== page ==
Urban Sea Kayaking-Chicago Skyline Tour
The Bloyd-Peshkins of the Chicago Area, (Oak Park) were kind enough to take off some time from their busy workday lives to take a Kalamazoo boy out and show him the Windy City Skyline. I did not pack my beloved Silhouette for fear of not being able to fit it into a parking garage. I borrowed a kayak from Alec. We parked under Lake Shore Drive in downtown Chicago to launch on the river. You know it’s urban paddling when there is a guy living in his car under an underpass next to the river. It seemed very Tom Waits, but with you know, neoprene and carbon fiber paddles.
The idea of urban paddling is funny. I think most of us dream of wide open spaces far from urban areas where we can run naked down a deserted beach singing dirty sea shanties at the top of our voices. Well ok, maybe there’s only a few of us that do this. *cough* But when confronted with the dense vertical oppression of a place like downtown Chicago, I found I liked it. The sensation of slipping between the Gibsonian (this phrase will catch on if I keep using it), concrete and steel interstitial gaps to drop an inuit craft in a river was somewhat dreamlike. It seemed like seeing Nausicaa’s glider floating through the toxic jungle.
We got the kayaks in on the river and paddled out to the locks. The river is ironically lower than the lake, so the locks bring boats up to the level of the lake. It is actually somewhat difficult to get the lock operator to open the gate for sea kayaks. Also, there is a bit of an ecological issue with the Lake being down of letting Lake Michigan water into the river. It’s probably not a good idea to let the lock open for boats in onesies and twosies, but for boats at specified times.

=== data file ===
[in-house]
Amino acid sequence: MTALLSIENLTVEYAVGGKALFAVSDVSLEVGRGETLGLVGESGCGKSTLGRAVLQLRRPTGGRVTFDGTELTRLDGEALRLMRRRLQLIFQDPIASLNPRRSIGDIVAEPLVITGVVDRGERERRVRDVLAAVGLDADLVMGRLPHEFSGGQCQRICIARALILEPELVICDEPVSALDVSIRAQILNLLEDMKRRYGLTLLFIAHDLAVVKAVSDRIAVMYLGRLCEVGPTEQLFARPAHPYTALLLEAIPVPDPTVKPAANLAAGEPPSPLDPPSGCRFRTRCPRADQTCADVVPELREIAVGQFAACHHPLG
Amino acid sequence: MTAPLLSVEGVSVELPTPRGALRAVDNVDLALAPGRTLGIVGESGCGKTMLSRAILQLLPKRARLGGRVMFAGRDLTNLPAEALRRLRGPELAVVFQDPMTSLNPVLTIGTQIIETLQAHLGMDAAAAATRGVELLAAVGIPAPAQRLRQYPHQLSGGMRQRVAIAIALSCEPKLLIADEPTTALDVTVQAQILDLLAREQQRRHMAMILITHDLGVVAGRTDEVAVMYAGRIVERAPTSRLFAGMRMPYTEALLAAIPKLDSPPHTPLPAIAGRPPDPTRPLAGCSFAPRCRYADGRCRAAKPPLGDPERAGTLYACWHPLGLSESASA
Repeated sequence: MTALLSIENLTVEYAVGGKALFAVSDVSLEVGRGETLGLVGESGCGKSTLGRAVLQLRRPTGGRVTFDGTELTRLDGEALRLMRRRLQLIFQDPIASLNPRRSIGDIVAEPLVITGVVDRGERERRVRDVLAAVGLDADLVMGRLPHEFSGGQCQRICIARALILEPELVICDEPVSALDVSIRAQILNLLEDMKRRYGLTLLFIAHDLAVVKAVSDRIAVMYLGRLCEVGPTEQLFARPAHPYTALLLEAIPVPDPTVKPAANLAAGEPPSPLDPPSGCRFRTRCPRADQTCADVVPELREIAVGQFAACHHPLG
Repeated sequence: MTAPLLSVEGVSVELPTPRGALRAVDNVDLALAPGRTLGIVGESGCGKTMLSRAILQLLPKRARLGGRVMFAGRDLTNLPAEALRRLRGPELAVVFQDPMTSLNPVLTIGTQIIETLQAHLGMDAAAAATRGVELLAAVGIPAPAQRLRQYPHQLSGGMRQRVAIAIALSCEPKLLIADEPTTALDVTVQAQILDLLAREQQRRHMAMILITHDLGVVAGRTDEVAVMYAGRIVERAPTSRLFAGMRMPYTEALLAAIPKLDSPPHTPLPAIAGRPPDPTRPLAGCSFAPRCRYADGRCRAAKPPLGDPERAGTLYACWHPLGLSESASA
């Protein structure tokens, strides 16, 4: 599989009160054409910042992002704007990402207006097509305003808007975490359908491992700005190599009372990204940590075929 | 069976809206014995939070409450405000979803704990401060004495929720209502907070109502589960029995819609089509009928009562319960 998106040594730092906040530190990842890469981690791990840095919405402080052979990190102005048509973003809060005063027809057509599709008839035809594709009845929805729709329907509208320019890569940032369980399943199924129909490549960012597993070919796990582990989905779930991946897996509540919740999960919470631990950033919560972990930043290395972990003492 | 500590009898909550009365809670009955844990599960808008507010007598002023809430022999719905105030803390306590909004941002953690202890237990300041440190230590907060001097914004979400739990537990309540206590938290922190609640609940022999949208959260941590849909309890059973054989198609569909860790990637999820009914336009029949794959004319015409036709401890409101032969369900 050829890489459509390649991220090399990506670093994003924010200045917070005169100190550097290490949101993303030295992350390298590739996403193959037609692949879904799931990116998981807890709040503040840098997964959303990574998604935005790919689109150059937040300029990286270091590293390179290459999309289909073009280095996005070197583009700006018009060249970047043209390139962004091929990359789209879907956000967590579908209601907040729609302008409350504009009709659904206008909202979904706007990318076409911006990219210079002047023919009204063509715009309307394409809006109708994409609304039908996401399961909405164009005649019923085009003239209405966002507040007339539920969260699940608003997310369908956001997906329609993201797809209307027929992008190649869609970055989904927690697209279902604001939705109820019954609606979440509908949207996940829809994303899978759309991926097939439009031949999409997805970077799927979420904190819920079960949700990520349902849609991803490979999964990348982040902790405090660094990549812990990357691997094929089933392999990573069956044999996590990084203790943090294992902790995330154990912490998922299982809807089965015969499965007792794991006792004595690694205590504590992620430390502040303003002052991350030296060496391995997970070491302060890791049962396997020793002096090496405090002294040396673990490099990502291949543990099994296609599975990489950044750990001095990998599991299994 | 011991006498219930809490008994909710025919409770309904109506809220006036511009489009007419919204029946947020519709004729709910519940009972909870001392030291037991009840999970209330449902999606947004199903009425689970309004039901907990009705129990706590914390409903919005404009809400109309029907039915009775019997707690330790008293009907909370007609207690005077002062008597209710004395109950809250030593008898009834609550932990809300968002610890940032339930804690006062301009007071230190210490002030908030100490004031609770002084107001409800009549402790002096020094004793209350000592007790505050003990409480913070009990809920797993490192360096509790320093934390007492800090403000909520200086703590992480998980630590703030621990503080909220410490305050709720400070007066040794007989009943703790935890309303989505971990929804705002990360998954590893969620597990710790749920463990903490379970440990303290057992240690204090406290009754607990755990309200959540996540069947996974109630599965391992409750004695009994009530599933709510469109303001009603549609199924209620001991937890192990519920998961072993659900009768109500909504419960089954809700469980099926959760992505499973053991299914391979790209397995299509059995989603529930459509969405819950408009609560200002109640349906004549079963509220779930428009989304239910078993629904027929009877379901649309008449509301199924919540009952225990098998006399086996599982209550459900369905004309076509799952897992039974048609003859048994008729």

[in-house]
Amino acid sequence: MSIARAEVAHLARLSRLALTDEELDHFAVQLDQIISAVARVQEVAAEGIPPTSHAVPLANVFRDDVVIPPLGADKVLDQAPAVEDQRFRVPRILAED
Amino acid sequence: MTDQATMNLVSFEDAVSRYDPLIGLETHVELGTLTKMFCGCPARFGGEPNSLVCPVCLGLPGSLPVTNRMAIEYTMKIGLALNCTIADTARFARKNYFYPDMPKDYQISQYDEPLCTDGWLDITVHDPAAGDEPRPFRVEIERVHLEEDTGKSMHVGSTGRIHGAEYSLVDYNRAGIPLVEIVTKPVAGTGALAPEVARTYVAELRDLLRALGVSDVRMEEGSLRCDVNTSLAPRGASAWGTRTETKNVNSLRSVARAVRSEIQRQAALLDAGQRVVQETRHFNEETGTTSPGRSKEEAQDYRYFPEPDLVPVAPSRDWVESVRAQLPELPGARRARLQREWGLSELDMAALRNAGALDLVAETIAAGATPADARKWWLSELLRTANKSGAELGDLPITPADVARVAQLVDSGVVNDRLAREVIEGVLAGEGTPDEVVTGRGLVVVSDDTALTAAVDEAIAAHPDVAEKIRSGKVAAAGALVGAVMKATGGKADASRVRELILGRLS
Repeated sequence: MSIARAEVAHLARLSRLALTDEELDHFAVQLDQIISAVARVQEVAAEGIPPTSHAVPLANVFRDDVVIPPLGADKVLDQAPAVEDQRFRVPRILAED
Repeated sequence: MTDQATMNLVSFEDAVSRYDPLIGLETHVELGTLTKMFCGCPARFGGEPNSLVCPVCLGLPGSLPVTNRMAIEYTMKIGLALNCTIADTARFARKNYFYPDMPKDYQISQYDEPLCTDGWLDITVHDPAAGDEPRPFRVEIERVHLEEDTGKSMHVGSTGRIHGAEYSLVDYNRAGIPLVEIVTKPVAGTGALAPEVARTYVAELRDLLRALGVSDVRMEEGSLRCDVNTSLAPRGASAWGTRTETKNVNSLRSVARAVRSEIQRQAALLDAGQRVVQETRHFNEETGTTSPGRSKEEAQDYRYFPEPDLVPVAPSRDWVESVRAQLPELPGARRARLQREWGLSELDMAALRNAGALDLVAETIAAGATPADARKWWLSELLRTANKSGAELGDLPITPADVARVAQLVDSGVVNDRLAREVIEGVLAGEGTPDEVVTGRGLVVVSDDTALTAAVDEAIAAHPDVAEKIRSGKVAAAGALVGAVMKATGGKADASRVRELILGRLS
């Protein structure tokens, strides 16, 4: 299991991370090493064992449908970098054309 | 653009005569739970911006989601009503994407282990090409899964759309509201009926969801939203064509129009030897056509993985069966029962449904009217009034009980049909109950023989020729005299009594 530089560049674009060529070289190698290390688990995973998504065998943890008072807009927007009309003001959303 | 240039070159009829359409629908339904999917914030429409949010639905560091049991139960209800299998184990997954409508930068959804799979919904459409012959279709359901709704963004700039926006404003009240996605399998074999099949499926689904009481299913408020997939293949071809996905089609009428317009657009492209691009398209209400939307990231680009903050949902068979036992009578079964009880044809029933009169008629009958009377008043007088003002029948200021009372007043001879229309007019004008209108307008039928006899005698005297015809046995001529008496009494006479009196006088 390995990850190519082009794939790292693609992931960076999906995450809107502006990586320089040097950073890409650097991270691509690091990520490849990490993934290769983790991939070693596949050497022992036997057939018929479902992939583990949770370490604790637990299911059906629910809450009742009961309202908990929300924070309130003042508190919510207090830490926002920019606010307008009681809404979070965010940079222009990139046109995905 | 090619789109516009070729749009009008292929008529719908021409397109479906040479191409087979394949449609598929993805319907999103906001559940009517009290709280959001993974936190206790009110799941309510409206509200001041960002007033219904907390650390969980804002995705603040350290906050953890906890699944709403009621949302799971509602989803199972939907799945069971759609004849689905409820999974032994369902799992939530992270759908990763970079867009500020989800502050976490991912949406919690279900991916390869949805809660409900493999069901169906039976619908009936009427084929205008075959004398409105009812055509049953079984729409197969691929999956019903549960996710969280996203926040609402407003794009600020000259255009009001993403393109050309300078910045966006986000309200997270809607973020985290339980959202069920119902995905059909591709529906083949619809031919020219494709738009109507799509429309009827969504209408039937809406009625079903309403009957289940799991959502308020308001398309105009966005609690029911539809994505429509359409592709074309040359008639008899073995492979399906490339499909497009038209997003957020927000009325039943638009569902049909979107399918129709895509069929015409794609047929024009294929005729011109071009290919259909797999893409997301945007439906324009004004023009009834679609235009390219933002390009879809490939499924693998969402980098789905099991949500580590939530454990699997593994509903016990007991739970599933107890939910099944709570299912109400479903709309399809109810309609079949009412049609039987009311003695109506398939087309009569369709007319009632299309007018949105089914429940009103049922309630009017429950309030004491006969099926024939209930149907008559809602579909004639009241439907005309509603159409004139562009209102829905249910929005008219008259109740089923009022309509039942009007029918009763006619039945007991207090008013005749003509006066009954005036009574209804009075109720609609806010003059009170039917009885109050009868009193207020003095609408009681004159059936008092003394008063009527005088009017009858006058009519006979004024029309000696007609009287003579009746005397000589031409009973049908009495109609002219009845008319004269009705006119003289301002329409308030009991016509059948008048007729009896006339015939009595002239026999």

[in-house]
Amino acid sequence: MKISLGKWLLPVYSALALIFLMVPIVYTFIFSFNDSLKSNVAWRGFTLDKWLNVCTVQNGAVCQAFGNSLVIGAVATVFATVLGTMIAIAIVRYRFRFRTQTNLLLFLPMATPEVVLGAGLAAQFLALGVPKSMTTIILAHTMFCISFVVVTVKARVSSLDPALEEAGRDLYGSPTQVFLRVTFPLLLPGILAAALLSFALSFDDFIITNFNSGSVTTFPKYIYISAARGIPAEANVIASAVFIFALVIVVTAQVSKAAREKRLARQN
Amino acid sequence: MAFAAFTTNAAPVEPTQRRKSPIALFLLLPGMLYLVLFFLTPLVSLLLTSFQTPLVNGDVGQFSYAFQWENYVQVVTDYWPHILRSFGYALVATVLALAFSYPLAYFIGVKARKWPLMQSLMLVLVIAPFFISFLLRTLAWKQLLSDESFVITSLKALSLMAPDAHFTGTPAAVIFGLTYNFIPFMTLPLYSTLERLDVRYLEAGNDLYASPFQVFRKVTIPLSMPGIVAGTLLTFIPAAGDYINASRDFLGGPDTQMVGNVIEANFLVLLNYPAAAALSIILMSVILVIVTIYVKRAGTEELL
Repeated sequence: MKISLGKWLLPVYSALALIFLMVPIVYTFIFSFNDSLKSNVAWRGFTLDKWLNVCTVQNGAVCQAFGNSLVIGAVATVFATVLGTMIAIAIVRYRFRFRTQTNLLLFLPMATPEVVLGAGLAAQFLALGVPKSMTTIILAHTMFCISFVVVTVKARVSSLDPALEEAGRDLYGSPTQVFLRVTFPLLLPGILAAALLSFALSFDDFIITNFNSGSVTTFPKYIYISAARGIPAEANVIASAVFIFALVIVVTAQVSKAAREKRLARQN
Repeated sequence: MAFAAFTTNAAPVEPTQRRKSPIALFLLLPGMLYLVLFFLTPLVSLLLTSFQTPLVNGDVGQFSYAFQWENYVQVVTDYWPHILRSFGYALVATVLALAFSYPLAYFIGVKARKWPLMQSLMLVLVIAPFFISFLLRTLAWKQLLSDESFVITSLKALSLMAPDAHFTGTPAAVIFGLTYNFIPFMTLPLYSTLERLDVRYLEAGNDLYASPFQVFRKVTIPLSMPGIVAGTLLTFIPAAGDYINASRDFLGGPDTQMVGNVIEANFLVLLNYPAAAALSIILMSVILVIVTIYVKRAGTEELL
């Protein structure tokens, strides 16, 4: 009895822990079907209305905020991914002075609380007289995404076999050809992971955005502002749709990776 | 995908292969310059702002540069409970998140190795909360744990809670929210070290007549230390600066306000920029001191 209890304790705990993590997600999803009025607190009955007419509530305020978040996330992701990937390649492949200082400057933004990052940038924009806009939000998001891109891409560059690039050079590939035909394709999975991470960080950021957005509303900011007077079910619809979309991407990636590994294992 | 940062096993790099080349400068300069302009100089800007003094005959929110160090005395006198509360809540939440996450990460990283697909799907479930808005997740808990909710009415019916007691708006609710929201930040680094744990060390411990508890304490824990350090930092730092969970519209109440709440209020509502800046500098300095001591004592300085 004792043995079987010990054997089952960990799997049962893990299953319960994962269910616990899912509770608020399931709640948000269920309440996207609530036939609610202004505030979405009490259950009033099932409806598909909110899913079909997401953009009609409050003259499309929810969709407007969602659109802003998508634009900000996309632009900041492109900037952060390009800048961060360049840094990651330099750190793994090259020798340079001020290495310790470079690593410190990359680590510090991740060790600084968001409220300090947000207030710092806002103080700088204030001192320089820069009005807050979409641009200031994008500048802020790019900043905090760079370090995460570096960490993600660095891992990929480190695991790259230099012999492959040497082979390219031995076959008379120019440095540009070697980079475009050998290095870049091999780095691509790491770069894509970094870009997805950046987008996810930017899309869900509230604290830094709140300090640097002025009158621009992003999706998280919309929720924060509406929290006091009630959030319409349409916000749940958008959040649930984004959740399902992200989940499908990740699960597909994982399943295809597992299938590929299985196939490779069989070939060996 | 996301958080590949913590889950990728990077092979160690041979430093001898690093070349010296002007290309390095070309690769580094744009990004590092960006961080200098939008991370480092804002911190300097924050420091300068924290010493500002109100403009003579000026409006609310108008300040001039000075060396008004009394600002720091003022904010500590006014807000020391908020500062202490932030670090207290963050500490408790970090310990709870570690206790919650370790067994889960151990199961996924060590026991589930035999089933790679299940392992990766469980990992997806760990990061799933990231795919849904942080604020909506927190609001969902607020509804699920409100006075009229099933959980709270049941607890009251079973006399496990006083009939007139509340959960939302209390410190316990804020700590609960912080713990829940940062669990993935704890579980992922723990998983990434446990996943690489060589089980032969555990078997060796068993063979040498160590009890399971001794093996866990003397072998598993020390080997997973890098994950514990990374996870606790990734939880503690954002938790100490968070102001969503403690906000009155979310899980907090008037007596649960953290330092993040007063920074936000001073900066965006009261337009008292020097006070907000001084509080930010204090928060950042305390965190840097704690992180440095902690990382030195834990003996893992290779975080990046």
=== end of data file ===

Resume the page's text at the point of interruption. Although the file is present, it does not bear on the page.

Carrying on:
But we got lucky and they opened within a few minutes. Sea Kayakers have to paddle over to the far sea wall and hold onto the rope lest they be shouted at by the lock operator in an indecipherable radio squawk. The current is pretty underwhelming, so it seems silly to hold on, but hey it’s part of the experience. Once out of the lock you can see Navy Pier and the lighthouse guarding the channel along the break wall. Mist surrounded the Chicago skyline, everything stood out in stark contrast to the dimmed gray of the clouds and fine rain. It was great to see Navy Pier and all of the sky rise buildings from the water. Alec and Sharon were great guides and knew the names of most of the buildings, Alec told me about one of the buildings that was built to moor dirigibles, back in their heyday.
We paddled along the outer-break wall to the harbor for almost an hour. It was great fun and I could easily picture a stormy October day being great fun. With the Sears tower, and the Trump tower shrouded in mist and huge waves to surf along the reflected waves of the concrete piles.
Alec and I leaving Sharon off to go to work :(, paddled up the river. Alec described the sights and some of the buildings he has worked in as a cabinet maker as we paddled. We managed to dodge most of the water taxi traffic. The view from a kayak is quite spectacular. Everything seems to loom large above you. In some ways the city seems more alien from the water, you can’t see people, or cars, just the giant buildings. Chicago has some of the largest too, so that is saying something. I got a bicycle commuter freak-out when Alec and I paddled under a bridge and I heard a car horn, I paddled to the right instinctively like I do on my bike before I remembered that I was not in any very real danger of being hit by a car.
For any person in the mid-west I would recommend trying to paddle this skyline in fall when all the major boat traffic is gone. It’s hard to imagine the majesty of cliffs made of steel being cool. But I would do this again any time.
Sidenote, my Pentax Optio is taking a crap on me. I am thinking about getting an Olympus.